THE RAVEN (1935) August 13th 1977 23.05-00.05
THE BLACK CAT (1934) August 14th 1977 00.05-01.10
‘Come, are we men, or are we children? Of what use are all these melodramatic gestures? You say your soul was killed, that you have been dead all these years. And what of me?…Are we not both the living dead? For now you come to me, playing at being the avenging angel…childishly thirsting for blood. We understand each other too well. We know too much of life. We shall play a little game, Vitus. A game of death, if you like.’
Hjalmar Poelzig (Boris Karloff)
‘Death is my talisman. The one indestructible force. The one certain thing in an uncertain universe. Death.’
Richard Vollin (Bela Lugosi)
Perfection. It’s a slippery and difficult concept, isn’t it? Such an elusive, even absurd, idea – something that can never be anything other than an unattainable dream in this too too sullied world of ours. As Woody Allen has it, ‘if even one guy is starving somewhere it puts a crimp in my whole evening’. We know it’s impossible, we know that life is compromise, is compromised, is compromising. And yet it nags at us. We just can’t quite let go of that pale and insubstantial shadow. Perfection. We dream of it, we search vainly for it, all the time knowing that we’re tilting at windmills. But at least in our daydreams, and our most secret wishes, we tilt anyway.
Interestingly, it’s through the secret alchemy of combination that we dream most potently that such elusive, impossible perfection might be found. We dream that it can be found in that one other person. Mr Right, the soulmate, the impossible girl.
In the good old days when compilation tapes were a key component in any self-respecting sensitive young soul’s weaponry of mass seduction we all understood the magic of combination so much better. Is it possible to achieve the same effect with iTunes Playlists, do you think? I doubt it. The mechanism’s too easy; it doesn’t speak of nights spent diligently recording and sequencing to achieve the perfect result, which couldn’t then be shuffled into a new state of being with the tap of a finger on a touchscreen. There was nothing random about it, not in the long hours spent agonising over exactly which tracks most perfectly represented your heart’s truth, and even less so in the even more difficult task of establishing the perfect running order.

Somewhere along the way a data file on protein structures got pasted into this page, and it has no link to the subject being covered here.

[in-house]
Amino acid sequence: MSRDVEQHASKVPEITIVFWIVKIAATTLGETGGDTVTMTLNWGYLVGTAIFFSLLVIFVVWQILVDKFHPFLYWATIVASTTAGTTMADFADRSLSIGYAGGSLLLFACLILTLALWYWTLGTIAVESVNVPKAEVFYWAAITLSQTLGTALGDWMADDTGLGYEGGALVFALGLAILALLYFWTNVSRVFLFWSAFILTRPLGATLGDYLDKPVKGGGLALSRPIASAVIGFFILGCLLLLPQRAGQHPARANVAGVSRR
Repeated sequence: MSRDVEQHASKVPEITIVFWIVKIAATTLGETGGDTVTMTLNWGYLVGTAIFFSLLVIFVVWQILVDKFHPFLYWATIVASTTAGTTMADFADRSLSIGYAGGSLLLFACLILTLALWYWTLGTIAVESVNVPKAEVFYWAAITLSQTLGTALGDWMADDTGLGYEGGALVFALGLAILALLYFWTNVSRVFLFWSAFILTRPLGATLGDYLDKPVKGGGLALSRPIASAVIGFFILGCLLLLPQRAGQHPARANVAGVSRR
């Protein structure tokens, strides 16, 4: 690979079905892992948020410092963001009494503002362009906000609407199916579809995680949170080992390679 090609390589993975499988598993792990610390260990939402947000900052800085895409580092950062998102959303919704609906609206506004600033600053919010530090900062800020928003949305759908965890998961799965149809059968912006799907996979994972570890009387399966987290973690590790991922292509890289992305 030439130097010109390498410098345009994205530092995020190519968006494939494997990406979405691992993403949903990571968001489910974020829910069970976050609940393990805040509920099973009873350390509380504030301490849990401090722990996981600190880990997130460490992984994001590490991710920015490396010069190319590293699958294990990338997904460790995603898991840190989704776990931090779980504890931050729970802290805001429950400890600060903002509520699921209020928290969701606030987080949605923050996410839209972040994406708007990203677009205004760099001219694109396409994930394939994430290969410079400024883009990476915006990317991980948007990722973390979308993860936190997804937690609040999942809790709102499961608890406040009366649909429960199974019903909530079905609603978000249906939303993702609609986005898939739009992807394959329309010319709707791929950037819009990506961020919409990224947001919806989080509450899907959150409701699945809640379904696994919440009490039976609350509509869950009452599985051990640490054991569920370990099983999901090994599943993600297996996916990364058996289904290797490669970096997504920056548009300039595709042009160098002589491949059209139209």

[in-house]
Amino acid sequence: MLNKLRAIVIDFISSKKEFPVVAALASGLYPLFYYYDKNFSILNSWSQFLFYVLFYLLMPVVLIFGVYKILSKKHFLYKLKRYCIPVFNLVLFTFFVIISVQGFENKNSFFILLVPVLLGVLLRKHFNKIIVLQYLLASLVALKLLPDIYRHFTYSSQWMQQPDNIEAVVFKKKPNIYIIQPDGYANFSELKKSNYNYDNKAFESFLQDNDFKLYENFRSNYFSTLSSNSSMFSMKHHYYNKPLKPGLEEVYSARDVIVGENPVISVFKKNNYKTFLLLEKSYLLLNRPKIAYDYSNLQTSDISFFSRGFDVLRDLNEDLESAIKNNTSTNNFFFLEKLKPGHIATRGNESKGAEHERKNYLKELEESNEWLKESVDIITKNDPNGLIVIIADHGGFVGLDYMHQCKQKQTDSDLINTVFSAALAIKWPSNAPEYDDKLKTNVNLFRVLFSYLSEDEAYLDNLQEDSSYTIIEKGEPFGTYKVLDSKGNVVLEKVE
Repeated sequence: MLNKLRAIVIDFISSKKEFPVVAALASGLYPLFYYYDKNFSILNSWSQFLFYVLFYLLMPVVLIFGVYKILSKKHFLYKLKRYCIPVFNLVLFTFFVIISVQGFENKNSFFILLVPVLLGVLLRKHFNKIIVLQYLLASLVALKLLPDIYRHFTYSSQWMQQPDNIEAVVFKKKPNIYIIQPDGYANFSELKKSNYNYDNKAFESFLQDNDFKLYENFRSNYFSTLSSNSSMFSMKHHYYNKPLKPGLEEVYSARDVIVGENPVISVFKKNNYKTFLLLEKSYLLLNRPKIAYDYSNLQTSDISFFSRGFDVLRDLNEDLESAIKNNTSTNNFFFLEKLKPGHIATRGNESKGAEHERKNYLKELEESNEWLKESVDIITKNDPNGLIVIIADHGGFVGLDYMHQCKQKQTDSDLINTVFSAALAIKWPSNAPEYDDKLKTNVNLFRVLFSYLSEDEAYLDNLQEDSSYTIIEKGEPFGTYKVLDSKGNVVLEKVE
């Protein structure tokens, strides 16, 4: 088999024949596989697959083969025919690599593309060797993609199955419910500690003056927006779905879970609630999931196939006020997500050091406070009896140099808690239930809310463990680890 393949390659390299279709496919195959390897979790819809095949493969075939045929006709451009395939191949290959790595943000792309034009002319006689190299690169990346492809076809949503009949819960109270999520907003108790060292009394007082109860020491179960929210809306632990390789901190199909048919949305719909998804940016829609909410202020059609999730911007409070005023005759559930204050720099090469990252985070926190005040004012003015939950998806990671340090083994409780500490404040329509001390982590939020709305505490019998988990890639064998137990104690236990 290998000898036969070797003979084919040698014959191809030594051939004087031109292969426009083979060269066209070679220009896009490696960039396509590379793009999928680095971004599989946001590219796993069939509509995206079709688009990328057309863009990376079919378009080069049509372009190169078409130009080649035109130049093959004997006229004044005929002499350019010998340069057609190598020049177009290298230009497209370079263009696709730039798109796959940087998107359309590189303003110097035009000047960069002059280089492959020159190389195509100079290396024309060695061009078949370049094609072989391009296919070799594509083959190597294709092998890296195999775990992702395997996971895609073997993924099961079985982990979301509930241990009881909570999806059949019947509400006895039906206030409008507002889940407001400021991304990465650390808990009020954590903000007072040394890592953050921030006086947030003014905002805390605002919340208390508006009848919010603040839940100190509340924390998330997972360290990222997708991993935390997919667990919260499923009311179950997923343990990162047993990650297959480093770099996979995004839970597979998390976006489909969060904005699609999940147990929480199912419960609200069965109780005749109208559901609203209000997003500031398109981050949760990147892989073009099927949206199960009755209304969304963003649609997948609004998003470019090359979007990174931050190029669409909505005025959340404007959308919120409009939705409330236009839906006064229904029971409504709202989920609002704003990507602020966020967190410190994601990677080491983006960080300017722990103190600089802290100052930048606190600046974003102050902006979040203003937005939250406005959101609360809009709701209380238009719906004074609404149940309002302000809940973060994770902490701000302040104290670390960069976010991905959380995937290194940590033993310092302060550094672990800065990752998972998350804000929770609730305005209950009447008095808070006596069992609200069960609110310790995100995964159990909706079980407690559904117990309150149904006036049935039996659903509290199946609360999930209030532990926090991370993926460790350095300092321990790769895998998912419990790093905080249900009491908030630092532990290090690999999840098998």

Combination, again, you see. The segue from shoegazing introspection, to upbeat but heartfelt, to wittily ironic, taking tone and tempo, lyric, and first and last chords into the reckoning. Every element was crucial. The inexplicably magical combination that would make the tape that little bit more than the sum of its parts, and would allow your scratchy C60 to transcend the temporal and touch the hem of the eternal. The slightest misstep and the compilation tape crashes and burns, its power mysteriously dispelled in an instant of Neil Young slipping awkwardly into Everything But the Girl. It was always impossible of course – the perfect compilation tape has never been made, any more than the perfect life has ever been lived, or any more than anyone ever slept with me because of my impeccable taste in music anyway.
Even so, the double bill of the 13th August that offered the magical combination of The Raven and The Black Cat represents this for me; a shimmering single vision of perfection. A strange kind of Platonic ideal, glimpsed not in shadows on the cave wall, but in black and white flickering ghosts on a little screen in the corner of a small living room in a Norwich suburb. At the risk of sounding even more like a candidate for Pseuds Corner than I usually do, there is something that approaches the divine for me in watching these two beautiful films together, the magic wonder of combination making my experience of this double bill about as close to spiritual experience as I’m willing to admit to. And so I’d like, if I may, to talk about these two films together rather than one at a time, because in some strange way that’s how I’ve always thought of them, not as separate entities, despite their entirely unconnected and distinct characters and plots, but somehow mystically conjoined into a single whole, like Fish‘n’Chips.